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Producing Efficient Power for 5G

Supply modulation techniques such as envelope tracking provide ways to increase the efficiency of power amplifiers such as those used in 5G wireless networks.

Amplifier efficiency is an important requirement for achieving cost-effective operation of any wireless network. High power-amplifier (PA) efficiency will no doubt be needed for Fifth-Generation (5G) wireless networks, and it was the focus of an investigation into the use of supply modulation or envelope tracking (ET) technology to enhance the efficiency of several different types of PAs. The research was performed by Zoya Popovic, a graduate professor with the University of Colorado at Boulder.

In a PA with ET, the power-supply voltage to the PA is dynamically varied according to the signal envelope to keep the amplifier in compression where efficiency is high. One challenge in implementing ET in a PA is maintaining broad bandwidth. In addition, supply modulation is inherently nonlinear, and additional linearization circuitry is often needed to compensate for some of the effects of the dynamic power supply. For an envelope modulator with high efficiency and large bandwidth, this implies a large slew rate. For a switch-mode power supply with pulse width modulation (PWM), high switching frequencies are needed for large bandwidths. Because of the complex impedance between the supply and the PA, a special filter is oftentimes needed to meet the envelope bandwidth requirements.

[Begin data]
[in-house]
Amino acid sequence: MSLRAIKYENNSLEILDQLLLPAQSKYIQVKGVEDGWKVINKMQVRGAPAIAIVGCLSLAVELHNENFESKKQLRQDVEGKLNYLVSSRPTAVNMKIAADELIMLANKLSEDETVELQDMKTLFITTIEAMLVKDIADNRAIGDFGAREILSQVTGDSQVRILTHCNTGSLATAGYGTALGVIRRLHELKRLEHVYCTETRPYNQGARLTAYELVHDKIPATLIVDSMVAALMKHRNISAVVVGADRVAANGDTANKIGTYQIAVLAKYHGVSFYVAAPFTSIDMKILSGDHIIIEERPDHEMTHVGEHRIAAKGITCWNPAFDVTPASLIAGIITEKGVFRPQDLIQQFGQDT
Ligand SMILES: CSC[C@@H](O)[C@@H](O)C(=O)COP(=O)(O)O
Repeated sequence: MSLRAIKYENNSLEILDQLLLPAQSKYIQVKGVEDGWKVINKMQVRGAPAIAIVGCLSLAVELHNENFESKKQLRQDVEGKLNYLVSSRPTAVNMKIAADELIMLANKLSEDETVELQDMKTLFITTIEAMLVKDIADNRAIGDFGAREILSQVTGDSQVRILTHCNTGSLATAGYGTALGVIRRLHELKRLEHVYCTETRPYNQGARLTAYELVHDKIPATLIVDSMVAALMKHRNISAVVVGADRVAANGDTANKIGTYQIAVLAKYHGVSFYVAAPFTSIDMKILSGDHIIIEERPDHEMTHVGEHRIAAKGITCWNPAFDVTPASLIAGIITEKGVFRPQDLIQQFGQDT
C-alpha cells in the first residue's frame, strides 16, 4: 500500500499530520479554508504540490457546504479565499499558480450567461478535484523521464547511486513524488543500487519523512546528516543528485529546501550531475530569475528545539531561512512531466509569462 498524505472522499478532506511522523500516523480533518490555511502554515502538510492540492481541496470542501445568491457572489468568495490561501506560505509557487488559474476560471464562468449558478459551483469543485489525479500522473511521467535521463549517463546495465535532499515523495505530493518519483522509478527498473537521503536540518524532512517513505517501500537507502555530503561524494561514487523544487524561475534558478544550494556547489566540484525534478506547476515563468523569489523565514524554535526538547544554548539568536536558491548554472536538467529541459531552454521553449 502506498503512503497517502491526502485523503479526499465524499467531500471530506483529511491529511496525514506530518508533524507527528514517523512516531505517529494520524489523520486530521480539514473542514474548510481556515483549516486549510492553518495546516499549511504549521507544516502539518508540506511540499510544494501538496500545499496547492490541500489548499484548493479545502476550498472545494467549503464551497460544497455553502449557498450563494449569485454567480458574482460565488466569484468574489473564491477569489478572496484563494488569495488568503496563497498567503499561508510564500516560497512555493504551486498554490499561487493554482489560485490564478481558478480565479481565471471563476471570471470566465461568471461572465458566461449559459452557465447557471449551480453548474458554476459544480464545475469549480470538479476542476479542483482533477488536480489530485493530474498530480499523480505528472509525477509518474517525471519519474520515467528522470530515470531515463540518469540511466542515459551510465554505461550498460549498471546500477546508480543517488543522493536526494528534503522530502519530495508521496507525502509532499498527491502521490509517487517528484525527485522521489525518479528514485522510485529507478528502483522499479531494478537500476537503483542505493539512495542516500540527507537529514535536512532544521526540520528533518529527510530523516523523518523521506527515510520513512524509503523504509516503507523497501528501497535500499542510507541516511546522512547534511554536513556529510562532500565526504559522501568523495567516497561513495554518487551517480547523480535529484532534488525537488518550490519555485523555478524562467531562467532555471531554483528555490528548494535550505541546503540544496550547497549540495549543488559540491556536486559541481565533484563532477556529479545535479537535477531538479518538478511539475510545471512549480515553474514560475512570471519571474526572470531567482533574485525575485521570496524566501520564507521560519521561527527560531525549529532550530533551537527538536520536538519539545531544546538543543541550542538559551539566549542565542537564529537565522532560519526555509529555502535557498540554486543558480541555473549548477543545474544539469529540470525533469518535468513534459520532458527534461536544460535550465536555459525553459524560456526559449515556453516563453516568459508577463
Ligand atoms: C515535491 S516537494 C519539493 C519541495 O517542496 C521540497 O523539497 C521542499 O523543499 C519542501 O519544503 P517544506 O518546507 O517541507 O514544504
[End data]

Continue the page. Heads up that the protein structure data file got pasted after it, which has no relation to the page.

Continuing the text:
Traditional PAs with ET have been designed based on gallium arsenide (GaAs) device technology at lower (2 GHz and less) microwave frequencies. For his research, Professor Popovic chose to explore higher-frequency amplifiers based on gallium nitride (GaN) active devices—notably, those based on the Qorvo (TriQuint) 150-nm GaN on silicon-carbide (GaN-on-SiC) process. Amplifiers were first evaluated by measuring static power-added-efficiency (PAE) performance based on different supply voltages, such as +3.2 to +20 V dc for an X-band PA. These test results were used to determine a trajectory between the supply voltage and the input signal envelope so that a desired tradeoff could be achieved among efficiency, gain linearity, and output power.

Supply modulation was used to increase the efficiency of various PA architectures, including Doherty amplifiers, and ET PA designs were found to provide the best solutions for applications in which the output power was required to change over a large range, such as daytime versus night-time conditions. When sufficient ET bandwidth can be achieved, amplifiers designed with integral supply modulation can provide significant improvements in efficiency even when compared with Doherty amplifiers.

See “Amping Up the PA for 5G,” IEEE Microwave Magazine, Vol. 18, No. 3, May 2017, p. 137.

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